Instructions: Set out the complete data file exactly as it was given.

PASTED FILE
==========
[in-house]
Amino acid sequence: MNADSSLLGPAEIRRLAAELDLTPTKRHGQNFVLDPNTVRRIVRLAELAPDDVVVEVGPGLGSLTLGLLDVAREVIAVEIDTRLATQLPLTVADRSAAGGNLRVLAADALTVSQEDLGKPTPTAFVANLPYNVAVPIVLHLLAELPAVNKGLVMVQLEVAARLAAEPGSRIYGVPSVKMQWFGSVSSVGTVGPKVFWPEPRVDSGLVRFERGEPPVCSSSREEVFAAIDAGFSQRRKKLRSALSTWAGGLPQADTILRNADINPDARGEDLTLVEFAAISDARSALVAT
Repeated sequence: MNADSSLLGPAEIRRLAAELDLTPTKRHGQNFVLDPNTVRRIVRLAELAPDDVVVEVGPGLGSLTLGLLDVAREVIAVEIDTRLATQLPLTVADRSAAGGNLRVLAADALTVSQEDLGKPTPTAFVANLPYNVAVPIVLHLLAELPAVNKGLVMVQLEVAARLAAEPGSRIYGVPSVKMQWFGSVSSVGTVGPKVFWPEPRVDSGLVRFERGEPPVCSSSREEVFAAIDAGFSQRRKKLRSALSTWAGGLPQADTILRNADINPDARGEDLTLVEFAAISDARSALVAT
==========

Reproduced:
[in-house]
Amino acid sequence: MNADSSLLGPAEIRRLAAELDLTPTKRHGQNFVLDPNTVRRIVRLAELAPDDVVVEVGPGLGSLTLGLLDVAREVIAVEIDTRLATQLPLTVADRSAAGGNLRVLAADALTVSQEDLGKPTPTAFVANLPYNVAVPIVLHLLAELPAVNKGLVMVQLEVAARLAAEPGSRIYGVPSVKMQWFGSVSSVGTVGPKVFWPEPRVDSGLVRFERGEPPVCSSSREEVFAAIDAGFSQRRKKLRSALSTWAGGLPQADTILRNADINPDARGEDLTLVEFAAISDARSALVAT
Repeated sequence: MNADSSLLGPAEIRRLAAELDLTPTKRHGQNFVLDPNTVRRIVRLAELAPDDVVVEVGPGLGSLTLGLLDVAREVIAVEIDTRLATQLPLTVADRSAAGGNLRVLAADALTVSQEDLGKPTPTAFVANLPYNVAVPIVLHLLAELPAVNKGLVMVQLEVAARLAAEPGSRIYGVPSVKMQWFGSVSSVGTVGPKVFWPEPRVDSGLVRFERGEPPVCSSSREEVFAAIDAGFSQRRKKLRSALSTWAGGLPQADTILRNADINPDARGEDLTLVEFAAISDARSALVAT